- Associated Press - Friday, October 9, 2015

MONTGOMERY, Ala. (AP) - Challenges to Alabama’s three-drug lethal injection procedure for executions will proceed in federal court after a judge denied the state’s motion to dismiss the lawsuits and rejected a suggestion from the inmates to use a large dose of a sedative as an alternate method.

U.S. District Judge William Keith Watkins issued an order Thursday denying the state’s requests to dismiss lawsuits from death row inmates David Lee Roberts, Robin Dion Myers, Carey Dale Grayson, Gregory Hunt and Demetrius Frazier.

The inmates argued the state’s three-drug lethal injection procedure violates their civil rights. Each inmate was asked to suggest an alternate means of execution. One of the suggestions included in their amended lawsuits was a large single dose of the sedative midazolam.

The Alabama Attorney General’s office filed a response saying it accepted that alternative and asking the judge to either approve it or dismiss the lawsuits.

Watkins denied the state’s suggestion and ordered the five lawsuits to be combined. A status hearing is scheduled for Nov. 4.

Alabama announced in 2014 it was switching to a new three-drug combination that includes midazolam. The state’s execution protocol calls for using midazolam first to sedate inmates before administering additional drugs to stop the lungs and heart.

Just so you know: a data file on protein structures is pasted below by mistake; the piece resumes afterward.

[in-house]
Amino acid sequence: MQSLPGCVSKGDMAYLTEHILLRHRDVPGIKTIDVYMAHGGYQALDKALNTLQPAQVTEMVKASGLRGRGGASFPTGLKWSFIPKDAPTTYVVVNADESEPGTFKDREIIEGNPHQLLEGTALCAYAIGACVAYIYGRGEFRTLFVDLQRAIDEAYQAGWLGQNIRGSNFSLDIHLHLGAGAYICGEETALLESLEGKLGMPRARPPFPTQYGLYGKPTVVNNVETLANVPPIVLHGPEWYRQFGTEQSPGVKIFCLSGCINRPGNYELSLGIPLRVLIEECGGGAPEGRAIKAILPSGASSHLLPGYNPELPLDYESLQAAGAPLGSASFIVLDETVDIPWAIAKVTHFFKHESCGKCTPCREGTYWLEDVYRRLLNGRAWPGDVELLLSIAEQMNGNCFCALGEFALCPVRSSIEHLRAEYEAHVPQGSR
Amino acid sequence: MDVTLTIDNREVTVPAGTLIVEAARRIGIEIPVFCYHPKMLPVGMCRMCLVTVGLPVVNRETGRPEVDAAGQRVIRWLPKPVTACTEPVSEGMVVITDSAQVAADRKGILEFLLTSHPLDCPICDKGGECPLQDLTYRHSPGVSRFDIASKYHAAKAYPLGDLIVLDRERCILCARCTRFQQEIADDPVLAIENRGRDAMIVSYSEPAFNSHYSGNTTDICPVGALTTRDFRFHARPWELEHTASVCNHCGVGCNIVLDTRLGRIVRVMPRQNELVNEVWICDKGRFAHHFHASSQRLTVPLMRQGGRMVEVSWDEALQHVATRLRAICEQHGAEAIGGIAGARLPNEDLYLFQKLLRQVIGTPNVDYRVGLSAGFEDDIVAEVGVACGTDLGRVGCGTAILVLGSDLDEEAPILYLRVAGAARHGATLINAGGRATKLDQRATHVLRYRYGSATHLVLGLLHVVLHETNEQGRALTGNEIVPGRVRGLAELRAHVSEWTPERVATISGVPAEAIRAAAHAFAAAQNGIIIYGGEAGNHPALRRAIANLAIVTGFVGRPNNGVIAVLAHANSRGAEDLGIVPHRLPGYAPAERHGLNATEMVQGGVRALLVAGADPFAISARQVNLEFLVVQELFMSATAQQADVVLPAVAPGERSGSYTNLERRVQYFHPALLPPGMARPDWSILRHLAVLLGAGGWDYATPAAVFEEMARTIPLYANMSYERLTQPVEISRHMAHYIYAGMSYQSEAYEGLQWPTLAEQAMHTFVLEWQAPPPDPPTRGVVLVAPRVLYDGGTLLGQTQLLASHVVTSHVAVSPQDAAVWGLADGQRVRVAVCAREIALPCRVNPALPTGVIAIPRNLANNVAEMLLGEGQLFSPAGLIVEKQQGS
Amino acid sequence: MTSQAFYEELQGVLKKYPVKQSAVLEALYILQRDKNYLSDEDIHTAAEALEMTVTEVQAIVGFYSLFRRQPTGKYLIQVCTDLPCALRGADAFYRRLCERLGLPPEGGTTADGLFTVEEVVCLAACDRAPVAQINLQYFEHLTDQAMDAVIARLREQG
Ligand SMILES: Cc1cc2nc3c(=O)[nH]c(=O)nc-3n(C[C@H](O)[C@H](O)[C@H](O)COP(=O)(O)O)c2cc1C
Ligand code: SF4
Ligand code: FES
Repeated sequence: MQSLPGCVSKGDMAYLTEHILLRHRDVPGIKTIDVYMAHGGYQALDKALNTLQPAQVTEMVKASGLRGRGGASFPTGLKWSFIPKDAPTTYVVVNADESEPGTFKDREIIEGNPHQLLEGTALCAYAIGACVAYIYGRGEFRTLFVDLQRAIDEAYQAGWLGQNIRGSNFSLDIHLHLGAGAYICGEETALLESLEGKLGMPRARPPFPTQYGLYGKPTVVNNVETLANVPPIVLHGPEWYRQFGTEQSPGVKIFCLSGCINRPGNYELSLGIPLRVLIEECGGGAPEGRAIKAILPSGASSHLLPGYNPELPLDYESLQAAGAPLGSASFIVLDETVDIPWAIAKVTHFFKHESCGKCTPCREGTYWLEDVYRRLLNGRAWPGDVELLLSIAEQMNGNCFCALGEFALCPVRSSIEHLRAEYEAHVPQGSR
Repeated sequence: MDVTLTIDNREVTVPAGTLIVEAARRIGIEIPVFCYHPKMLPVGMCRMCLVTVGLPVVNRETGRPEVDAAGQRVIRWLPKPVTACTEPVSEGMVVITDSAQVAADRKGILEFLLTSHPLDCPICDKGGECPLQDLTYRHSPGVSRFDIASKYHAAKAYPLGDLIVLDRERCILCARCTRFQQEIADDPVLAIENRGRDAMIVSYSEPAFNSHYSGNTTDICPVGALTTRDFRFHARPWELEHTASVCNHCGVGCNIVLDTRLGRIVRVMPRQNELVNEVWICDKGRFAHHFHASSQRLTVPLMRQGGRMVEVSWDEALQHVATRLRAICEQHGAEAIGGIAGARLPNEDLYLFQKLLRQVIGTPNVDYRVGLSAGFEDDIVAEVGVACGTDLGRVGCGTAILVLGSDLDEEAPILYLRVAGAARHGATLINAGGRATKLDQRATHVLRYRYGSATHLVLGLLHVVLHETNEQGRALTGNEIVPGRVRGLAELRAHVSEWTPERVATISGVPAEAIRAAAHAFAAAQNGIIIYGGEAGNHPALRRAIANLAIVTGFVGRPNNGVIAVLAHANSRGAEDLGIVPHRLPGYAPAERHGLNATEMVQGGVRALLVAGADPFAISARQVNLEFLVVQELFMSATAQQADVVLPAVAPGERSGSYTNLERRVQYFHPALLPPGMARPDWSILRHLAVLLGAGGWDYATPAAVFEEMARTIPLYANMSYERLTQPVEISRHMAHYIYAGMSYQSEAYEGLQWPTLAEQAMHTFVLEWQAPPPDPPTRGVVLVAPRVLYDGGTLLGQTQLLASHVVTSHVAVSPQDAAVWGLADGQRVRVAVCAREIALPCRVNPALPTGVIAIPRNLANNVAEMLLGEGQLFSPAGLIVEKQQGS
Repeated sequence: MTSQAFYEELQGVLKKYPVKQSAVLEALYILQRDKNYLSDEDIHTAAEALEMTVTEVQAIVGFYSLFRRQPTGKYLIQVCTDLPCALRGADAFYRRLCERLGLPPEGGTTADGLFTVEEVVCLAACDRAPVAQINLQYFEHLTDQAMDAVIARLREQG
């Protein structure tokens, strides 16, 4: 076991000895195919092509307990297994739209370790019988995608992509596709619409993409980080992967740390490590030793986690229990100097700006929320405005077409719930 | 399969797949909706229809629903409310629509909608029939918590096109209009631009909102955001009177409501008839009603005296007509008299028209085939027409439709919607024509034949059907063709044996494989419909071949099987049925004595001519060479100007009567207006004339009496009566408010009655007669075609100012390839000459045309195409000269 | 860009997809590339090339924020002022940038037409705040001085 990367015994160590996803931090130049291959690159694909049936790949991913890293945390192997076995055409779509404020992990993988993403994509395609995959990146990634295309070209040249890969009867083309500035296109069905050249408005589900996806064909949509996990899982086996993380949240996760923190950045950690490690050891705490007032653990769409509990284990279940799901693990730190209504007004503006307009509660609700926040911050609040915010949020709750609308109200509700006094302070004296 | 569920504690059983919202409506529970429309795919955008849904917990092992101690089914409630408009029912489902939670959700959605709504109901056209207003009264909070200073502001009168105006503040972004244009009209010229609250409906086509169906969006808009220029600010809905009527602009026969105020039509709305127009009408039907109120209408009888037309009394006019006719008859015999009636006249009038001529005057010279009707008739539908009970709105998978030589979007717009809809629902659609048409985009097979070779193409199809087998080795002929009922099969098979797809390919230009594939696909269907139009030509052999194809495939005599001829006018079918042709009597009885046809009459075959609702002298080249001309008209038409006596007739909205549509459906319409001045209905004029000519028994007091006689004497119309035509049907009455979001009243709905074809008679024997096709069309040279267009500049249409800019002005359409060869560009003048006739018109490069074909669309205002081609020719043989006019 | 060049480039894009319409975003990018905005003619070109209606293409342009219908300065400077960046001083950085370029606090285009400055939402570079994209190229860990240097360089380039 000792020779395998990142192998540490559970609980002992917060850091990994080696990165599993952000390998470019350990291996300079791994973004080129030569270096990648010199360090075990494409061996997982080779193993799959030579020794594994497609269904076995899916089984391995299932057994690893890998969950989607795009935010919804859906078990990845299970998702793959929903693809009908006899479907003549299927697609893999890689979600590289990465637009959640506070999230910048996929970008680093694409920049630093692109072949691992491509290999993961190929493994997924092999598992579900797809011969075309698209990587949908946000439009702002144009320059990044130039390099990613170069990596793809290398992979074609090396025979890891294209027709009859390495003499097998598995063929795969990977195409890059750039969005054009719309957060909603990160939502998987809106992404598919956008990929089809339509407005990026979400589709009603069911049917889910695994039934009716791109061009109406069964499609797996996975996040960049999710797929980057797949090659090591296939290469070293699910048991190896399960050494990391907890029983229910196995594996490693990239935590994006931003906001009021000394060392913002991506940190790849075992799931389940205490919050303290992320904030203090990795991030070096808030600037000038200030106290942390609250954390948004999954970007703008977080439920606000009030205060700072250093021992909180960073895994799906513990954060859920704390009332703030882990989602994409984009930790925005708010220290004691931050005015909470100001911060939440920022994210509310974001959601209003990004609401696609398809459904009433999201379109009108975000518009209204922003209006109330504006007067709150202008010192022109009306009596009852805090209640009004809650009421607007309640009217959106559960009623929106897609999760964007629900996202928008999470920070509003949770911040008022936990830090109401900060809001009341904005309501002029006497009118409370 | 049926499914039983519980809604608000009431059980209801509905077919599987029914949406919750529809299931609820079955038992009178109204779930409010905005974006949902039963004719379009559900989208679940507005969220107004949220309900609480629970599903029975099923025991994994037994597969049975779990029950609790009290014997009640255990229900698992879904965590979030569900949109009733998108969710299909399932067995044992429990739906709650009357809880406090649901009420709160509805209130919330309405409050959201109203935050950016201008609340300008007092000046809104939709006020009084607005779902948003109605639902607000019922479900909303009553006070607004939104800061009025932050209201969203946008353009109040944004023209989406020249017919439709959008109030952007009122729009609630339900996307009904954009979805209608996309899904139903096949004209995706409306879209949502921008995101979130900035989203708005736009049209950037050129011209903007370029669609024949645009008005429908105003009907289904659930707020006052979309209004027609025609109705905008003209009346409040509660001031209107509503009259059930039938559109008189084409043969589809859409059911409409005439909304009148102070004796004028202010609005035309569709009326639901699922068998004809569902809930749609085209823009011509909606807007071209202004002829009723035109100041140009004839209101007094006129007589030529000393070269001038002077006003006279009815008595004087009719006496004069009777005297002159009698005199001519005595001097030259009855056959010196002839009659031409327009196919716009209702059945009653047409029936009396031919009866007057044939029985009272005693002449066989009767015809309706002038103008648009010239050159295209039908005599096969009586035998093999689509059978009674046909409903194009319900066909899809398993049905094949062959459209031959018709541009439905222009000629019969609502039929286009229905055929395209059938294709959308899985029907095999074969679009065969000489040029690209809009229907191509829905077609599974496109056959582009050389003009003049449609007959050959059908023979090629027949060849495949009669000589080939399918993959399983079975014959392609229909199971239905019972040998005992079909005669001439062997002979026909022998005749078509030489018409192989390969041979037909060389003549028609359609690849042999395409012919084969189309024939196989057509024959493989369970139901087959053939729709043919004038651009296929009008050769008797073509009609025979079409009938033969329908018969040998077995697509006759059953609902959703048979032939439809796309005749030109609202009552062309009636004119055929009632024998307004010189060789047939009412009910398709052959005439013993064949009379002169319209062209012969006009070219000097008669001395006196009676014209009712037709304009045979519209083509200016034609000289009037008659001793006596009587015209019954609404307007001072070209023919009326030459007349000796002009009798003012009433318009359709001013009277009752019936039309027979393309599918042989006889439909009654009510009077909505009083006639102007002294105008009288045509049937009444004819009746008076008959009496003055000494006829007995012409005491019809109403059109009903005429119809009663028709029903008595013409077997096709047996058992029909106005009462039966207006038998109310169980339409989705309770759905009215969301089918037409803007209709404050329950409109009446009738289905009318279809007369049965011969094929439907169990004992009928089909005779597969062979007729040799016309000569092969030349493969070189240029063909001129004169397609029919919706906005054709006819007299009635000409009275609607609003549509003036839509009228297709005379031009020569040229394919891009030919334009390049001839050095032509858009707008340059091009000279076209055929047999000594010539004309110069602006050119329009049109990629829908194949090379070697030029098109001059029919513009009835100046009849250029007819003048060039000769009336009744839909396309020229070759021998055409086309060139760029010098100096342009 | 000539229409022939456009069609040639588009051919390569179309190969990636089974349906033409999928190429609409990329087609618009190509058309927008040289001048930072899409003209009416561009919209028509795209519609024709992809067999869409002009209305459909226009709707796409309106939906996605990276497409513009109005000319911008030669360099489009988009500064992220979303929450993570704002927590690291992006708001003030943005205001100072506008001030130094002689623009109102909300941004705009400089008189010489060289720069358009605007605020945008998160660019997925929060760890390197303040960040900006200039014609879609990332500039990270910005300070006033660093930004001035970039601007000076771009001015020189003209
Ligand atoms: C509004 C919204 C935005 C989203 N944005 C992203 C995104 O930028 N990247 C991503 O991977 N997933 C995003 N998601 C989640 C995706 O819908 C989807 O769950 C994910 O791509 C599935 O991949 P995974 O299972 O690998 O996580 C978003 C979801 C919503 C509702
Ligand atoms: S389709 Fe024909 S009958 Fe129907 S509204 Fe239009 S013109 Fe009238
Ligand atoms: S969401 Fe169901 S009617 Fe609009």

Midazolam is the sedative that Oklahoma first used in the April 2014 execution of Clayton Lockett. That execution - which lasted more than 40 minutes - led to a lawsuit that ended up before the U.S. Supreme Court, which ruled in June that use of the drug does not violate the Constitution’s prohibition of cruel and unusual punishment.

Inmates have argued that midazolam is ineffective and wouldn’t render them unconscious before the other drugs stopped their lungs and heart.

Another Alabama inmate, Tommy Arthur, has argued that the use of midazolam is cruel and unusual punishment. His attorney has said the way the sedative is administered in Alabama is different from the Oklahoma process that the U.S. Supreme Court reviewed. Watkins earlier this week also denied the state’s motion to dismiss Arthur’s lawsuit.

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